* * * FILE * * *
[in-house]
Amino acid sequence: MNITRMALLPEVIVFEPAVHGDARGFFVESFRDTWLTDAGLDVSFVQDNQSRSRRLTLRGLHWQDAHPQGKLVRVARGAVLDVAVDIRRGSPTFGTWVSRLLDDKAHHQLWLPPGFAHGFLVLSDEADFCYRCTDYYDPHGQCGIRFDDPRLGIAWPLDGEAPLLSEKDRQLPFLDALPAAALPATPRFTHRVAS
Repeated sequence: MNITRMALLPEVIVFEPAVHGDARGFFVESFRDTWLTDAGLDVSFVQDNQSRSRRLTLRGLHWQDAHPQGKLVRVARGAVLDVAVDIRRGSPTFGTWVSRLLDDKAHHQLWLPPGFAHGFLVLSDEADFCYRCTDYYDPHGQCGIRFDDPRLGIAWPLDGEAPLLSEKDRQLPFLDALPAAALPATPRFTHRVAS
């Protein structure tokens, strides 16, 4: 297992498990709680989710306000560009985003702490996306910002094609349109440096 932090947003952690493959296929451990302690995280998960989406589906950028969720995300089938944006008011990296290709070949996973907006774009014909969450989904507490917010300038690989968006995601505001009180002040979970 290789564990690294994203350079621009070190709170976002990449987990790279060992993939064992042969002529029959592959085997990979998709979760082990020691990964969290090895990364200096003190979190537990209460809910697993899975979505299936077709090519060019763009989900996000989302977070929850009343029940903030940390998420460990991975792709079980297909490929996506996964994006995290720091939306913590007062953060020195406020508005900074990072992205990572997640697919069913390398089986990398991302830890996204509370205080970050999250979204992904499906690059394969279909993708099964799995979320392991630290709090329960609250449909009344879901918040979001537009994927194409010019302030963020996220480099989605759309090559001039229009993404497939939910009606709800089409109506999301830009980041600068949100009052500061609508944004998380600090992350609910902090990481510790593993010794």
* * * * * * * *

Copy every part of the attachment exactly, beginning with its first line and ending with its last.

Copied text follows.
[in-house]
Amino acid sequence: MNITRMALLPEVIVFEPAVHGDARGFFVESFRDTWLTDAGLDVSFVQDNQSRSRRLTLRGLHWQDAHPQGKLVRVARGAVLDVAVDIRRGSPTFGTWVSRLLDDKAHHQLWLPPGFAHGFLVLSDEADFCYRCTDYYDPHGQCGIRFDDPRLGIAWPLDGEAPLLSEKDRQLPFLDALPAAALPATPRFTHRVAS
Repeated sequence: MNITRMALLPEVIVFEPAVHGDARGFFVESFRDTWLTDAGLDVSFVQDNQSRSRRLTLRGLHWQDAHPQGKLVRVARGAVLDVAVDIRRGSPTFGTWVSRLLDDKAHHQLWLPPGFAHGFLVLSDEADFCYRCTDYYDPHGQCGIRFDDPRLGIAWPLDGEAPLLSEKDRQLPFLDALPAAALPATPRFTHRVAS
């Protein structure tokens, strides 16, 4: 297992498990709680989710306000560009985003702490996306910002094609349109440096 932090947003952690493959296929451990302690995280998960989406589906950028969720995300089938944006008011990296290709070949996973907006774009014909969450989904507490917010300038690989968006995601505001009180002040979970 290789564990690294994203350079621009070190709170976002990449987990790279060992993939064992042969002529029959592959085997990979998709979760082990020691990964969290090895990364200096003190979190537990209460809910697993899975979505299936077709090519060019763009989900996000989302977070929850009343029940903030940390998420460990991975792709079980297909490929996506996964994006995290720091939306913590007062953060020195406020508005900074990072992205990572997640697919069913390398089986990398991302830890996204509370205080970050999250979204992904499906690059394969279909993708099964799995979320392991630290709090329960609250449909009344879901918040979001537009994927194409010019302030963020996220480099989605759309090559001039229009993404497939939910009606709800089409109506999301830009980041600068949100009052500061609508944004998380600090992350609910902090990481510790593993010794």